Quite a few of you have already started to use social media such as Facebook and Twitter to communicate with family, friends and colleagues. I know because some of you are my Facebook “friends.”

For others, social media is new territory. I hope that after reading this article, you will consider using social networking to enhance your ability to work in the agricultural industry. You might be surprised to learn what great resources await you in what’s referred to as Web 2.0.

Until recently, there has been some resistance to using social networking tools. They were viewed as time-wasters, silly or a way for teenagers to post useless information such as, “I’m having a coffee at Starbucks.”

Within the past year, the utility of these networks has improved substantially for working professionals, particularly in the realm of agriculture. USDA, professional associations, agricultural lobbying groups and agricultural media outlets have all developed social networking platforms.

Furthermore, the potential to use these networks to inform the urban population about problems facing agriculture has also grown. In my exposure to these resources, I have found two primary benefits: quick access to information and enhanced communication with colleagues around the world.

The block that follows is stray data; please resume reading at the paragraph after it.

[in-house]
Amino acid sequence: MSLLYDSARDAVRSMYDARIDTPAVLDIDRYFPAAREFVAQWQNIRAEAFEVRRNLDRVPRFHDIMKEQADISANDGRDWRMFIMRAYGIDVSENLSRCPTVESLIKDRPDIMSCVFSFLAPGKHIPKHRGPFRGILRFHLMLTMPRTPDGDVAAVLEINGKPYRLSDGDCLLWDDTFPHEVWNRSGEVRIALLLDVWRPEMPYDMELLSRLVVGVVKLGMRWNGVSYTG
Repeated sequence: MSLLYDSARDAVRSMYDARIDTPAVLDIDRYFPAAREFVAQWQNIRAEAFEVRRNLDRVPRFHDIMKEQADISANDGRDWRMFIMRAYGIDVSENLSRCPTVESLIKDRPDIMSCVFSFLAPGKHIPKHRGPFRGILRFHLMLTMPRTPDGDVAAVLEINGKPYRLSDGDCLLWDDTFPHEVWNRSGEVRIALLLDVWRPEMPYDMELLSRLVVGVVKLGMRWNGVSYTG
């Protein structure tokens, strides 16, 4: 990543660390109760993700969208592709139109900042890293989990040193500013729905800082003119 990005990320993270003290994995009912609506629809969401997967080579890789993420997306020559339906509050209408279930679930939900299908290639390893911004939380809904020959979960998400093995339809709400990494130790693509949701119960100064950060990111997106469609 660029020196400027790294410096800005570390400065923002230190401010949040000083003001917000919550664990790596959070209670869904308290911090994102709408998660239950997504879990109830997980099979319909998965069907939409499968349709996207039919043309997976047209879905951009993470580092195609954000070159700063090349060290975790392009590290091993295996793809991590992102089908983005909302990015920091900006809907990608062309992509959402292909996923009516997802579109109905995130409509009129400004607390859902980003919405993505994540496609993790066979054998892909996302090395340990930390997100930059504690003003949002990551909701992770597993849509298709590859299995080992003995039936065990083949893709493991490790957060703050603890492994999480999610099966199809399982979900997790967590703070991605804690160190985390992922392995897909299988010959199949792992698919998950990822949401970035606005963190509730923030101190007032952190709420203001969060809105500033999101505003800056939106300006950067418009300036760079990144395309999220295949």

My introduction to social networking began when I attended the first national eXtension.org conference in St. Louis, Mo., in October 2009. I decided to attend the meeting because we had been awarded a grant to develop a Web site, www.eXtension.org/blueberries.

I went to this conference with the notion that it would be interesting. I might learn a few things, but I believed I was far too busy to incorporate anything new into my already-crowded work schedule.

I was overwhelmed by what I learned at the conference. I moved in a daze from session to session absorbing everything I could about Twitter, Facebook, SlideShare, Flickr, Delicious, blogging, Google docs and a host of other resources (scroll down for definitions). Many of the sessions were streamed real-time and watched by viewers from around the world. Evenings were spent discussing new ideas with colleagues from across the United States. I spent the majority of the conference trying to decide how I could use these new tools to enhance my Extension program.

I decided to start using what I learned while in the airport on my way home. I booted up my laptop and was on the Internet in a snap. With the help of a colleague, I set up a Facebook account and a blog in less than 30 minutes.

I decided there was no risk in just testing the waters to see if these resources would be effective for delivering information. The primary goal of the Cooperative Extension Service is to deliver the land-grant university to the people — quite literally to extendinformation developed at the university into every home in America. Traditionally, we have extended information via print newsletters, winter meetings, summer field meetings, at conferences, through phone calls, text messages, and recently through e-mail and Web sites.